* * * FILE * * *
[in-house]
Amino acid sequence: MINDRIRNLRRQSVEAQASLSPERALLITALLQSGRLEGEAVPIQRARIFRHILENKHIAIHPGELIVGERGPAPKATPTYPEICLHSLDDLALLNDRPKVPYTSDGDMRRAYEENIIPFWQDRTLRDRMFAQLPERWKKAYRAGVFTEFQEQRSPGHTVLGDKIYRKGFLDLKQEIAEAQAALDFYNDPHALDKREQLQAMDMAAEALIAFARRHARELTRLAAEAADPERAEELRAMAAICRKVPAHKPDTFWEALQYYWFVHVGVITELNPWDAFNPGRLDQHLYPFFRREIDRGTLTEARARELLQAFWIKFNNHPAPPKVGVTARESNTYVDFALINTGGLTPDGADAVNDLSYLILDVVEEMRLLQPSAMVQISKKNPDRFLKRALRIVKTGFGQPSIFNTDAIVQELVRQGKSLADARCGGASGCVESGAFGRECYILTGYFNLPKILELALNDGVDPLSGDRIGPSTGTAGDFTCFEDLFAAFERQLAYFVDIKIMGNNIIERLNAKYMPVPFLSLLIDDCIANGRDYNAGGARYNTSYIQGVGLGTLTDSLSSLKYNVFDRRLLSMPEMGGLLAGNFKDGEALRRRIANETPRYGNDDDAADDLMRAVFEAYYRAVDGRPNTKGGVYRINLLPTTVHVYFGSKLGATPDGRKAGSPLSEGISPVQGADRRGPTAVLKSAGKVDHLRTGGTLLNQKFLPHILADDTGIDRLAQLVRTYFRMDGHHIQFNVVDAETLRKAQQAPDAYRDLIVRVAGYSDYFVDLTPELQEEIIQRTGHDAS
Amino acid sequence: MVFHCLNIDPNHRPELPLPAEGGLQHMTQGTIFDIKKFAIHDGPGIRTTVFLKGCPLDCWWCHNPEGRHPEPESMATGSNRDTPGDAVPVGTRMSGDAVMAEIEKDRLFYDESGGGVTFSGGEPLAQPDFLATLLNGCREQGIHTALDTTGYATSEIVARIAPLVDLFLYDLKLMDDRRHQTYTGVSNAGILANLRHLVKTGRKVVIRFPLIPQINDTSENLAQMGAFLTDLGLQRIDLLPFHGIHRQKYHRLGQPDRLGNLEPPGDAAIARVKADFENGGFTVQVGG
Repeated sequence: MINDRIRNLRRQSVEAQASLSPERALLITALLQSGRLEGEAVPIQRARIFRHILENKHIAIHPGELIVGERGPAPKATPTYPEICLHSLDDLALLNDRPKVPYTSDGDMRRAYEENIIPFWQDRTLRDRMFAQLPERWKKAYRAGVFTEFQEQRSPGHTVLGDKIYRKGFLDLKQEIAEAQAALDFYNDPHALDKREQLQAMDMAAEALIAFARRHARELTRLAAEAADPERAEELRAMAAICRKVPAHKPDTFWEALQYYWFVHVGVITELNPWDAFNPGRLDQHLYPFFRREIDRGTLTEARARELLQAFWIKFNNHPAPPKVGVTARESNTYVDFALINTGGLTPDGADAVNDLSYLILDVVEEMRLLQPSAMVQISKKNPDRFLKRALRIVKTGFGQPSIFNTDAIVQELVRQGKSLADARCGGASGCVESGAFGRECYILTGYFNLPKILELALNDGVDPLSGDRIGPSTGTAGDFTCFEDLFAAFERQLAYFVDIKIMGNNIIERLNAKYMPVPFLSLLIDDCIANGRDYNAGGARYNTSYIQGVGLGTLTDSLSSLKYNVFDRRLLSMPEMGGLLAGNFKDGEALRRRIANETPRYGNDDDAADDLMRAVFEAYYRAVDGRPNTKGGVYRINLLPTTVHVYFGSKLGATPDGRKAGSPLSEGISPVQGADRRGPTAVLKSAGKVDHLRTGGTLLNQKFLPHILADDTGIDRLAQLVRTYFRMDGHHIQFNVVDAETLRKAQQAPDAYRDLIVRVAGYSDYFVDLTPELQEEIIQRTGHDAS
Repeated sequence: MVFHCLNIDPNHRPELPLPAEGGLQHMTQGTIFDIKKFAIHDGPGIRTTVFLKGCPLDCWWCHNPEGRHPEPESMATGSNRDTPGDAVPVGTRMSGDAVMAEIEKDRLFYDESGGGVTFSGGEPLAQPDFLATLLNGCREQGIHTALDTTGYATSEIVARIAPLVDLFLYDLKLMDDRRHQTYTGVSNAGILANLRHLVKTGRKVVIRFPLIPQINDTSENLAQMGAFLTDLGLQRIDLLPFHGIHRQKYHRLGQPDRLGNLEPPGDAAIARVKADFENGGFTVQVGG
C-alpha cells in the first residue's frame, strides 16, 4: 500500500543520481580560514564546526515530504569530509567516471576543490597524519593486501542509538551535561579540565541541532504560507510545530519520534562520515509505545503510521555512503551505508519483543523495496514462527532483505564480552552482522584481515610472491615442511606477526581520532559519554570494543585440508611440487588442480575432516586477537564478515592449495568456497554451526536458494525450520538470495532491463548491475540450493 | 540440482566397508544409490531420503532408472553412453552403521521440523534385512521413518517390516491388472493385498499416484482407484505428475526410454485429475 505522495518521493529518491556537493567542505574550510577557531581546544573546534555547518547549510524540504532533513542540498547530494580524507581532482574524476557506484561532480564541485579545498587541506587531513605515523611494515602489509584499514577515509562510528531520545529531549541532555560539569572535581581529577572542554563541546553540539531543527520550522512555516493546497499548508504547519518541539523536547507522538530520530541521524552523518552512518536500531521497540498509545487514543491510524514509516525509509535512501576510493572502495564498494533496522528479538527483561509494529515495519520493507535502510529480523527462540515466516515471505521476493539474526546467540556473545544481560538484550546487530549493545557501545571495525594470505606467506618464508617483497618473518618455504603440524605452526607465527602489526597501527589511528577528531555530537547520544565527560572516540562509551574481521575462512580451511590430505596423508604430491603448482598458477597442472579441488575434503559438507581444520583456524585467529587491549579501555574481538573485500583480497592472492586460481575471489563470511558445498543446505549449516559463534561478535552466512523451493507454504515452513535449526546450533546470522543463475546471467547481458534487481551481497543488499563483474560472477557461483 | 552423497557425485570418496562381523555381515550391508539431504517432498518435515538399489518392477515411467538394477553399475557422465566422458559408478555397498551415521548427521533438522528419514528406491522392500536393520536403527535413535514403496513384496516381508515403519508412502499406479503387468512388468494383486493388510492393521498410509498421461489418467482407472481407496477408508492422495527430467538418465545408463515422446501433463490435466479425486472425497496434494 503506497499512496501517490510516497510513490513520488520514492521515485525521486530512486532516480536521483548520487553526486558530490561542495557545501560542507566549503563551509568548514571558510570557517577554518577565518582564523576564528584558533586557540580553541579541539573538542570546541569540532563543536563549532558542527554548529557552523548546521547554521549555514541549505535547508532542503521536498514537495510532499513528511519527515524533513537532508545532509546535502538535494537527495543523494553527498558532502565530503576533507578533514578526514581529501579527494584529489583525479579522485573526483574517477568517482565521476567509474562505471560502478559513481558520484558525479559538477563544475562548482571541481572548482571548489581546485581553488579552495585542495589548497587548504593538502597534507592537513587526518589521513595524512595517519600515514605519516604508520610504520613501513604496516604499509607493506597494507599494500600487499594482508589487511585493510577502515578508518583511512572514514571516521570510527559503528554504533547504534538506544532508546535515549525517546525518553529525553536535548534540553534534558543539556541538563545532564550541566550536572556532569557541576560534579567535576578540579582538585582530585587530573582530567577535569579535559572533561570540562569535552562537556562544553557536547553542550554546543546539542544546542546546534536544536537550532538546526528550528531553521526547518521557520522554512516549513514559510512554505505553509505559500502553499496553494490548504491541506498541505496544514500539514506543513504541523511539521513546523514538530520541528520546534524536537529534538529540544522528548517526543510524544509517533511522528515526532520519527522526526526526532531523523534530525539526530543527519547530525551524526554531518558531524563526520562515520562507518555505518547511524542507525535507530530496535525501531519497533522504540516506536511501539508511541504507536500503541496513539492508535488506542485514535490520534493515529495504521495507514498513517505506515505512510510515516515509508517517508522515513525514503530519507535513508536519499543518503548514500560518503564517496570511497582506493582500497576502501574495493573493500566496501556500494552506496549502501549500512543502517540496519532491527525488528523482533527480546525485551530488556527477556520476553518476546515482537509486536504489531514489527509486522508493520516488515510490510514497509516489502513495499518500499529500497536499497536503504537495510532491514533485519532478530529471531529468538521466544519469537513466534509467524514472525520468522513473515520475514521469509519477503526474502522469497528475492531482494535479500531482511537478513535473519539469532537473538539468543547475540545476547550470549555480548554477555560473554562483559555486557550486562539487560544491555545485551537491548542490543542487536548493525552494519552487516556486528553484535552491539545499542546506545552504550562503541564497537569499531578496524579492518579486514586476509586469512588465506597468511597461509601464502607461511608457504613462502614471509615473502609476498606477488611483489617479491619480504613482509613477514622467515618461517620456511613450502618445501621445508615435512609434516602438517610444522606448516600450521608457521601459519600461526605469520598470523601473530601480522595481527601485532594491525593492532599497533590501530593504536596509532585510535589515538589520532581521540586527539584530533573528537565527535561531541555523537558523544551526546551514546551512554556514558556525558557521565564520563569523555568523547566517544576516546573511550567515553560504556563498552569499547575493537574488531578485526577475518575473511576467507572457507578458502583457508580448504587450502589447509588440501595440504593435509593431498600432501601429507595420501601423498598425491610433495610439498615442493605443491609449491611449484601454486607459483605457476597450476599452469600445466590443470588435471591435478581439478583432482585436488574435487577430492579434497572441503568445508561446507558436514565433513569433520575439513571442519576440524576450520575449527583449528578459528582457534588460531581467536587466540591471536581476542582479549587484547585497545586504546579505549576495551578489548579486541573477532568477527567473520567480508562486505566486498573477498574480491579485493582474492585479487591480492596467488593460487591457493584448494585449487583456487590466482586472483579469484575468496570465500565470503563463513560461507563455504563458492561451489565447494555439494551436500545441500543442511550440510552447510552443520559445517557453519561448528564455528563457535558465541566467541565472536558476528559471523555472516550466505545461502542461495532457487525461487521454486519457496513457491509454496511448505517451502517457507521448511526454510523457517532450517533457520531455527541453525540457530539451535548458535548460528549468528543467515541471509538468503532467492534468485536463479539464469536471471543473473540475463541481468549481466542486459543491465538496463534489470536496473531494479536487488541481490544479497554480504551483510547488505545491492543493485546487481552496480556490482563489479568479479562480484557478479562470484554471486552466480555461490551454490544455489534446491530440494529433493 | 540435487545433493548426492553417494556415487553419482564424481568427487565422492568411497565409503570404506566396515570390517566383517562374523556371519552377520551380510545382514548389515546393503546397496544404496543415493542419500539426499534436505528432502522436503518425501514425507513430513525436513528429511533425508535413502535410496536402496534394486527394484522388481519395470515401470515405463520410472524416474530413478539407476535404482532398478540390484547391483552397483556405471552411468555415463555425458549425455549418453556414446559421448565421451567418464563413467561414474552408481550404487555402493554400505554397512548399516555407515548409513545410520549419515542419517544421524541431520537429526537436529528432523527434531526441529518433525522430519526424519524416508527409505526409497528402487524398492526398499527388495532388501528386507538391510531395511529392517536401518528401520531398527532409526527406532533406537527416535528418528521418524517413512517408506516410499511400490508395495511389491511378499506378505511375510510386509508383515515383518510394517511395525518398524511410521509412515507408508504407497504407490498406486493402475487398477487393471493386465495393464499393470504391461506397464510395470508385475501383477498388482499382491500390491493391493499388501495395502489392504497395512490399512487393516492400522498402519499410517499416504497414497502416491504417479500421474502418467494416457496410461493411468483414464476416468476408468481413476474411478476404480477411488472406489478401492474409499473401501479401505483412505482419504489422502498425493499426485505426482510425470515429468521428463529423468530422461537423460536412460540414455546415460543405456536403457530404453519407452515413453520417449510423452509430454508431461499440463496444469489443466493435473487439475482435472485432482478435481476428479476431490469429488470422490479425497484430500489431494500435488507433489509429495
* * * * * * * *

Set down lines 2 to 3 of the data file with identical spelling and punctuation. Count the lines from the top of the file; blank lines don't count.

Amino acid sequence: MINDRIRNLRRQSVEAQASLSPERALLITALLQSGRLEGEAVPIQRARIFRHILENKHIAIHPGELIVGERGPAPKATPTYPEICLHSLDDLALLNDRPKVPYTSDGDMRRAYEENIIPFWQDRTLRDRMFAQLPERWKKAYRAGVFTEFQEQRSPGHTVLGDKIYRKGFLDLKQEIAEAQAALDFYNDPHALDKREQLQAMDMAAEALIAFARRHARELTRLAAEAADPERAEELRAMAAICRKVPAHKPDTFWEALQYYWFVHVGVITELNPWDAFNPGRLDQHLYPFFRREIDRGTLTEARARELLQAFWIKFNNHPAPPKVGVTARESNTYVDFALINTGGLTPDGADAVNDLSYLILDVVEEMRLLQPSAMVQISKKNPDRFLKRALRIVKTGFGQPSIFNTDAIVQELVRQGKSLADARCGGASGCVESGAFGRECYILTGYFNLPKILELALNDGVDPLSGDRIGPSTGTAGDFTCFEDLFAAFERQLAYFVDIKIMGNNIIERLNAKYMPVPFLSLLIDDCIANGRDYNAGGARYNTSYIQGVGLGTLTDSLSSLKYNVFDRRLLSMPEMGGLLAGNFKDGEALRRRIANETPRYGNDDDAADDLMRAVFEAYYRAVDGRPNTKGGVYRINLLPTTVHVYFGSKLGATPDGRKAGSPLSEGISPVQGADRRGPTAVLKSAGKVDHLRTGGTLLNQKFLPHILADDTGIDRLAQLVRTYFRMDGHHIQFNVVDAETLRKAQQAPDAYRDLIVRVAGYSDYFVDLTPELQEEIIQRTGHDAS
Amino acid sequence: MVFHCLNIDPNHRPELPLPAEGGLQHMTQGTIFDIKKFAIHDGPGIRTTVFLKGCPLDCWWCHNPEGRHPEPESMATGSNRDTPGDAVPVGTRMSGDAVMAEIEKDRLFYDESGGGVTFSGGEPLAQPDFLATLLNGCREQGIHTALDTTGYATSEIVARIAPLVDLFLYDLKLMDDRRHQTYTGVSNAGILANLRHLVKTGRKVVIRFPLIPQINDTSENLAQMGAFLTDLGLQRIDLLPFHGIHRQKYHRLGQPDRLGNLEPPGDAAIARVKADFENGGFTVQVGG